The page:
Zero background/Multifunctional reporter vectors

riyer at rascal.med.harvard.edu riyer at rascal.med.harvard.edu
Sat Nov 13 22:42:13 EST 1993


Hi netters,

pow
    I would like to report the availability of a set of reporter gene  vectors that have some distinct advantages over those currently in use for  the purpose of analysis of eukaryotic promoters & enhancers.  The vectors ,  SV40-Syncat, Syncat I, Syncat II, SV40-pFlash, pFlash I and pFlash II, are  as their names suggest CAT & Luciferase (Luc) reporter gene vectors.  What  distinguishes them from other vectors in this category is that these  vectors produce near-zero background.  This feature is due to the
 
fact,  that they use a modified SV40-t-intron as the donor for the  poly-adenylation signal.  The wild type SV40-t-intron is the generic donor  for this function and is widely used in a variety of reporter gene vectors,  eg.  pCAT- basic, pCAT-promoter, pGL-basic and pGL-promoter (Promega).   However one little known fact about the wild-type-t-intron is that it  contains cryptic enhancer sequences that produce significant background  activity, thereby raising the threshold of sensitivity.  Until now this  
f
eature was not a serious limitation since scientist were analysing strong  promoters/enhancers that produced high signal to noise ratios.  However the  focus in the past couple of years has shifted to the analysis of weak  promoters, or promoters that have very low basal transcription rates but  are specifically induced to high levels by cytokines, or promoters that  function only in cells that are very poorly transfectable.  Analysis of  such regulatory elements requires systems of high sensitivity as wel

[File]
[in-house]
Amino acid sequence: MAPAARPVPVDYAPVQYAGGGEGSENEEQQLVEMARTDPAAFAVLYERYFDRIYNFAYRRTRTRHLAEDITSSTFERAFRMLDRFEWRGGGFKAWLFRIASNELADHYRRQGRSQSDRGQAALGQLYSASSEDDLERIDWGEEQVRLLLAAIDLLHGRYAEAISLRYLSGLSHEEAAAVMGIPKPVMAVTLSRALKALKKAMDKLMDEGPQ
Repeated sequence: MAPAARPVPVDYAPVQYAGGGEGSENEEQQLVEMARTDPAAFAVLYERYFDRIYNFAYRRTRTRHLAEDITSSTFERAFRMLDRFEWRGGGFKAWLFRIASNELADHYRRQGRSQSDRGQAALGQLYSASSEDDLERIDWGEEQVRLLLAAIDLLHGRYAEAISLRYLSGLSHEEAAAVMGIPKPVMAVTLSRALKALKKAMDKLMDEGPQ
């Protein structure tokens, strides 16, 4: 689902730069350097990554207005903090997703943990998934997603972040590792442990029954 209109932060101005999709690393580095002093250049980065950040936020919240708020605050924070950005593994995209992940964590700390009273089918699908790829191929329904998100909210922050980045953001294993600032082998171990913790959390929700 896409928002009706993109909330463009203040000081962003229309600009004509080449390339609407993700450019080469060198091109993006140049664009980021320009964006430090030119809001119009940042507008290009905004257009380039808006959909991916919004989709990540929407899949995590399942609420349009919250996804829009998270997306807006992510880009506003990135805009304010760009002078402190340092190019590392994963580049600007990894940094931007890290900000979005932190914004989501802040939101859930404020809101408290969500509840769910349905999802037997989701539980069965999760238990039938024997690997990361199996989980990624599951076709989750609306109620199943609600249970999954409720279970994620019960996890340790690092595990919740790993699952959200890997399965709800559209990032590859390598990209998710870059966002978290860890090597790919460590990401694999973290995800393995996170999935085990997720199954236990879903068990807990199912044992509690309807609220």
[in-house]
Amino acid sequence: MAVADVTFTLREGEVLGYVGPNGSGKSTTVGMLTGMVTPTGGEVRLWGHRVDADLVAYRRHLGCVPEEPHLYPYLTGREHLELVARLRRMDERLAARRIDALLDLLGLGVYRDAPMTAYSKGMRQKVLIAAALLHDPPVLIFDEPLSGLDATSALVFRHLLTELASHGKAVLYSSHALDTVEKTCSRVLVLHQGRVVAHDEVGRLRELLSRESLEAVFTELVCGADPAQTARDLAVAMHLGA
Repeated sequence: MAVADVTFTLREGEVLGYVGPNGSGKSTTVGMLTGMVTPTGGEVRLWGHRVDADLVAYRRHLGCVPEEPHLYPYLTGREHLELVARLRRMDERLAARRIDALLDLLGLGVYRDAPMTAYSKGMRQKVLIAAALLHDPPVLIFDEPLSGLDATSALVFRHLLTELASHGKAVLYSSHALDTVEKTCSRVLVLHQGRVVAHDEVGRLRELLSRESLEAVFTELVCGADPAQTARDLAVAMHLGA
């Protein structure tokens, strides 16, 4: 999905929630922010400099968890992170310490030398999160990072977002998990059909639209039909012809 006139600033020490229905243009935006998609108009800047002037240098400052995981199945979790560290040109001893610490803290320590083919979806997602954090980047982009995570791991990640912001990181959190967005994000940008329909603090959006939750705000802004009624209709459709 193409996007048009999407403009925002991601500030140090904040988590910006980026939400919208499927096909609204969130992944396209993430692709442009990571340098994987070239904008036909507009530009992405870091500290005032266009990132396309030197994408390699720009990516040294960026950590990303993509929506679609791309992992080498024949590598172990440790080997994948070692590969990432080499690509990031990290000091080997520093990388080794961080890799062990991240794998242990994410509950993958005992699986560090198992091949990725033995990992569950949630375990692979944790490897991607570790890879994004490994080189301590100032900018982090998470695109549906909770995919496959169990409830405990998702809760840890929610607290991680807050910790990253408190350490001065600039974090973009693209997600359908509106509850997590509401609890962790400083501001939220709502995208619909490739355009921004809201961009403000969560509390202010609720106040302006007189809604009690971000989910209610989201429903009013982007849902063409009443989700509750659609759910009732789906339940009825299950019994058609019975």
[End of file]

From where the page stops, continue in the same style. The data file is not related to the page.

l
 as  specificity.  The Syncat & pFlash series of vectors provide precisely these  capabilities, since they contain a t-intron polyA signal that has been  modified to be devoid of cryptic enhancer activity.  The 2nd.  feature of  these vectors is the choice of the heterologous promoter in Syncat II and  pFlash II.  These vectors use the well characterized HSV-tk TATA box  containing minimal promoter situated immediately upstream of the reporter  gene.  The HSV-tk is a widely used basal promoter that has bee
n
 documented  to produce no spurious interactions with enhancers of interest.  By  contrast vectors like pCAT-promoter or pGL-promoter use the SV40 promoter.   The SV40 promoter contains an atypical TATA-box and more seriously has been  documented to spuriously repress certain cytokine inducible enhancers  (Benech, et.al..  J.Exp.Med.  1992, Vol.  176: 1115-1123).  I should know,  because I am one of the authors of that paper and this defect in the  pCAT-promoter vector cost me 6 months of time and nearly r
e
sulted in our  being scooped by a competing lab.  Other features of these vectors include  a very versatile multiple cloning site upstream and downstream of the  reporter gene cassette, flanked by T3 & T7 promoter sequences for direct  sequencing and creation of unidirectionally deleted mutant libraries as  well as f1 origin of replication for ssDNA recovery and site-directed  mutagenesis.  The combination of these features enabled me to perform all  my DNA manipulations from cloning of a 5 kb genomic 5-pr
i
me flanking region  upstream of the reporter gene -to- creation of nested deletion mutant  libraries followed by sequence verification ---to--- ssDNA-site-directed  mutagenesis and transfection of each construct --- ALL IN THE SAME REPORTER  GENE VECTOR I STARTED WITH.  The time savings alone were upto 50%.  These  vectors are available from SynapSys Corp.  To get more info about them send  E-mail to :- synapsys at world.std.com.   

Ravi



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